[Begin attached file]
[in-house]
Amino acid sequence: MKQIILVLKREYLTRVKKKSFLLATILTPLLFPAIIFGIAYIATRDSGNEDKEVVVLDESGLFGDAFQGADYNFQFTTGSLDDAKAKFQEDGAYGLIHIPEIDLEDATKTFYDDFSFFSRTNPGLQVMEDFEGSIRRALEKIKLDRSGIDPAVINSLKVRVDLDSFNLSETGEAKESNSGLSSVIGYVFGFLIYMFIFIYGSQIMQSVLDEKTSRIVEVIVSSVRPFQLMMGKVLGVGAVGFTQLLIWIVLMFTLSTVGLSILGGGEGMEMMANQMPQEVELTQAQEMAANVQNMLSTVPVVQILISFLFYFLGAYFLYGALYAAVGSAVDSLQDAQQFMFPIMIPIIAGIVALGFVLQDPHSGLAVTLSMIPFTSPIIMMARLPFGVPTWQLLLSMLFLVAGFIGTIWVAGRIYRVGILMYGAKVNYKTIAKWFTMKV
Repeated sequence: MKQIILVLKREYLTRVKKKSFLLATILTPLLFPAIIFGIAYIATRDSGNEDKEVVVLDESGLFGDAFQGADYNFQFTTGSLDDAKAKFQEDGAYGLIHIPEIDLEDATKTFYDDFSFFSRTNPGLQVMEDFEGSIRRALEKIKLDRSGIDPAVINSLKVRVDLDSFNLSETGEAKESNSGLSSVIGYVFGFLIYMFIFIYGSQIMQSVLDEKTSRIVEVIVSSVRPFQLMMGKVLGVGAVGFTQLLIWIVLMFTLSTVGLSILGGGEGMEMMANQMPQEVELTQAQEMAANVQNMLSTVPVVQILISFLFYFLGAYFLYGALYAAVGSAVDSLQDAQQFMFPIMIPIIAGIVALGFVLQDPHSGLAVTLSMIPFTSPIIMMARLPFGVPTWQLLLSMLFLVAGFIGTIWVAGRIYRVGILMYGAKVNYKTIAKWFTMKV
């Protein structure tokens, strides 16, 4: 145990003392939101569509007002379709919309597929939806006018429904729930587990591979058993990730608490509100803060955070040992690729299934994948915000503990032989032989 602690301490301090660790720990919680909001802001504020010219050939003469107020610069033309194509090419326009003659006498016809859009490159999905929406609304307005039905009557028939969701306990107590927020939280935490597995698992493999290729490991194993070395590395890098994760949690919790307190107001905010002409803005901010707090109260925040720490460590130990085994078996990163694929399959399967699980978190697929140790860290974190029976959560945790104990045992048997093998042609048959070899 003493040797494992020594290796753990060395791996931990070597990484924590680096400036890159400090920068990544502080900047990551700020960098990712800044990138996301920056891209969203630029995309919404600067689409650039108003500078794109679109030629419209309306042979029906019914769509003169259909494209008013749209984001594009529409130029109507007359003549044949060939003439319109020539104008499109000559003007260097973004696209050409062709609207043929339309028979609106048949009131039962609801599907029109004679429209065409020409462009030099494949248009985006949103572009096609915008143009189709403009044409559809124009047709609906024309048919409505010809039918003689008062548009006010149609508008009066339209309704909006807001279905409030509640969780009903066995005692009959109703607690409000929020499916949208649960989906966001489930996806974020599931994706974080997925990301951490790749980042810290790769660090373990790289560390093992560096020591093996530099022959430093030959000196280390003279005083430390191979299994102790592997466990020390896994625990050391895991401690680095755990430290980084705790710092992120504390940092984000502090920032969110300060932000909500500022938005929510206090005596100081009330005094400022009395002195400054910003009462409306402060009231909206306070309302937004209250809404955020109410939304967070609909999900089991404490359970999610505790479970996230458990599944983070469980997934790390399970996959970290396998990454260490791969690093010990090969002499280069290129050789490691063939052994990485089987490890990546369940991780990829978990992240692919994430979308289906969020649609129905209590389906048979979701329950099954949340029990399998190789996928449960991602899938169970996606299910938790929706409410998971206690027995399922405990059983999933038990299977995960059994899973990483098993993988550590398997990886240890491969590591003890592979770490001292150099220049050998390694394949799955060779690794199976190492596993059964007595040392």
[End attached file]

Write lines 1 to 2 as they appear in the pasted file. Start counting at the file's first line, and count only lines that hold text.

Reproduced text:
[in-house]
Amino acid sequence: MKQIILVLKREYLTRVKKKSFLLATILTPLLFPAIIFGIAYIATRDSGNEDKEVVVLDESGLFGDAFQGADYNFQFTTGSLDDAKAKFQEDGAYGLIHIPEIDLEDATKTFYDDFSFFSRTNPGLQVMEDFEGSIRRALEKIKLDRSGIDPAVINSLKVRVDLDSFNLSETGEAKESNSGLSSVIGYVFGFLIYMFIFIYGSQIMQSVLDEKTSRIVEVIVSSVRPFQLMMGKVLGVGAVGFTQLLIWIVLMFTLSTVGLSILGGGEGMEMMANQMPQEVELTQAQEMAANVQNMLSTVPVVQILISFLFYFLGAYFLYGALYAAVGSAVDSLQDAQQFMFPIMIPIIAGIVALGFVLQDPHSGLAVTLSMIPFTSPIIMMARLPFGVPTWQLLLSMLFLVAGFIGTIWVAGRIYRVGILMYGAKVNYKTIAKWFTMKV